The rise of e-commerce has given a huge nudge for Direct-to-Consumer (D2C) players to reach their desired customers. Is the digital era more favourable to this group of retailers with their nimble business development approaches and millennial-friendly marketing strategies?
The direct-to-consumer (D2C) brands of today are skipping the middleman and using a digital ecosystem to reach out to customers. In South-east Asia alone, the Internet economy is a whopping US$50 billion — driven mainly by massive e-commerce companies. As of January this year, a staggering 920 million people in the region had mobile subscriptions.
With mobile connectivity at 141% and an Internet penetration rate of 58%, it’s no wonder that brands are taking their operations in South-east Asia online. D2C companies have burst upon the scene because of their highly accessible nature that uses an array of digital tools to connect with consumers.
1 Social media to provide a curated customer experience
Companies with a wholly digital existence connect with their consumers in a truly unique way, deploying social media to provide online customers with an immersive experience. By establishing a consistent presence on multiple online platforms, D2C companies have been able to develop genuine, long-lasting relationships with their target audience.
These brands directly and effectively communicate their marketing message in the form of posts, videos and other interactive visual and aural media.
Consumers can access the content no matter what time they visit the brand’s pages or which type of screen they use and let the brand know their opinion of the products by liking, commenting, sharing and reviewing. Thanks to this feedback, brands can fine-tune their offerings according to the real-time suggestions and views of netizens.
D2C brands use their social media presence in many ways to connect with consumers. For instance, a Manhattan based indoor cycle-manufacturer and lifestyle streaming service provider uses its instructors to engender consumer loyalty and give rise to communities of fitness enthusiasts.
An online luggage-maker uses a combination of in-house and user-generated Instagram posts to create a visual tapestry of travel and lifestyle content.
2 Using data to better understand consumers
Thanks to the digital era, such augmented interaction between consumers and brands allows brands to collect massive amounts of personal data. Gone are the days when companies could hook consumers with product offerings, and if companies want to remain relevant in the minds of today’s hyper-engaged consumers who seek instant gratification, they must step up their game and include the customer in their decision making.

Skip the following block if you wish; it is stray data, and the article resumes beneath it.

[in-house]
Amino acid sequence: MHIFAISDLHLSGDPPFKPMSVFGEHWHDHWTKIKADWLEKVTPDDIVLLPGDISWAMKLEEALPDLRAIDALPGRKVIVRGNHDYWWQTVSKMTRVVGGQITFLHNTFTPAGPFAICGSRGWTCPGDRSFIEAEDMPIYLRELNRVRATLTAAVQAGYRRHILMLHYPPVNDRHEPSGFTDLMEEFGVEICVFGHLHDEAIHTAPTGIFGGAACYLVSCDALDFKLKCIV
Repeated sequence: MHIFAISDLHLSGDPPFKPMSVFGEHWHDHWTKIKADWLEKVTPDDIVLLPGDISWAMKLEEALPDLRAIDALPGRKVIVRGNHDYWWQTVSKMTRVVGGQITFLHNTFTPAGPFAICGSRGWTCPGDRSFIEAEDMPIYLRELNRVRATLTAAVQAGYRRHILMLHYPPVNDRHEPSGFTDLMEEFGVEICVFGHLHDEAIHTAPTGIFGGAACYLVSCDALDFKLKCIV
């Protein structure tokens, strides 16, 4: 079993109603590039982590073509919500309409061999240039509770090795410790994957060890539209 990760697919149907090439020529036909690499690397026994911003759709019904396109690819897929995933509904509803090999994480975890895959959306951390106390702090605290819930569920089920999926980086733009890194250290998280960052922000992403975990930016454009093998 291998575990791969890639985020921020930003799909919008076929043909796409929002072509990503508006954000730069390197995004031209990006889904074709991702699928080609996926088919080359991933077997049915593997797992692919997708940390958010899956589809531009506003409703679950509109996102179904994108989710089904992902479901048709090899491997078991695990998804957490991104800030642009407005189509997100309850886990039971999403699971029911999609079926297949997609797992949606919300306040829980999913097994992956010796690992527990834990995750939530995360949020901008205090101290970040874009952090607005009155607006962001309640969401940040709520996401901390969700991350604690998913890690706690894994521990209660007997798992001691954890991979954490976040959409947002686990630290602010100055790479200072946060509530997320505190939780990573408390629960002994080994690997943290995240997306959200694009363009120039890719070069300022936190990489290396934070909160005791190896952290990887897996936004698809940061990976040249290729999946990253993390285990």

D2C brands are exemplary at this, using a meticulous combination of social media, data and artificial intelligence (AI) to glean profound insights of their target audience. From personalised suggestions and curated birthday giveaways to chatbot assistants, companies are borrowing a page from the book of successful D2C brands.
Several South-east Asian e-retailers use retargeting via email or electronic direct mailer (EDM) to remind customers about items they had viewed but not purchased, and provide email recommendations containing items similar to previous consumer purchases.
A global music streaming service even generates customised playlists, filled with song suggestions based on previous listens. These are a few instances of brands tapping on data and technology to supplement consumer experience.
3 Emergence of novel e-retail formats
In the subscription model, the customer is at the heart of the business. After all, they get to choose the product themes and combinations that appeal to them. As the specifics of the items are usually not revealed to the subscriber before they receive the subscription box, the novelty of receiving surprises keeps consumers coming back for more.
Subscription boxes are used by niche D2C companies to reach a broader customer net, making use of consumer profiles and data to predict a product assortment. Coupled with efficient logistics and delivery services, D2C companies offering subscription services value-add to their consumers’ lives.
In South-east Asia, subscriptions models are offered by D2C brands operating in a variety of industries: beauty, beverages, books, fashion and even food. Despite having a physical presence, a Singapore-based book retailer offers curated subscription boxes and these subscription boxes are often used as a supplementary service for e-commerce and D2C brands to please consumers.
With many bricks-and-mortar brands struggling to make their mark on the social space, D2C companies provide a breath of fresh air in terms of acquiring market share, decreasing costs, increasing product innovation, and more importantly — building the digital brand narrative.
While traditional companies will not be losing their footing in the retail industry anytime soon, the current scenario is ripe for fresh, young brands to make an impact. In the digital era, D2C brands seem to reign supreme with their agile business development methods and millennial-friendly marketing tactics — something which legacy companies have a harder time adapting to because of preexisting mechanisms. Will we see retail giants hold their own in a battle against their younger, digitally-nimble peers?
Only time will tell…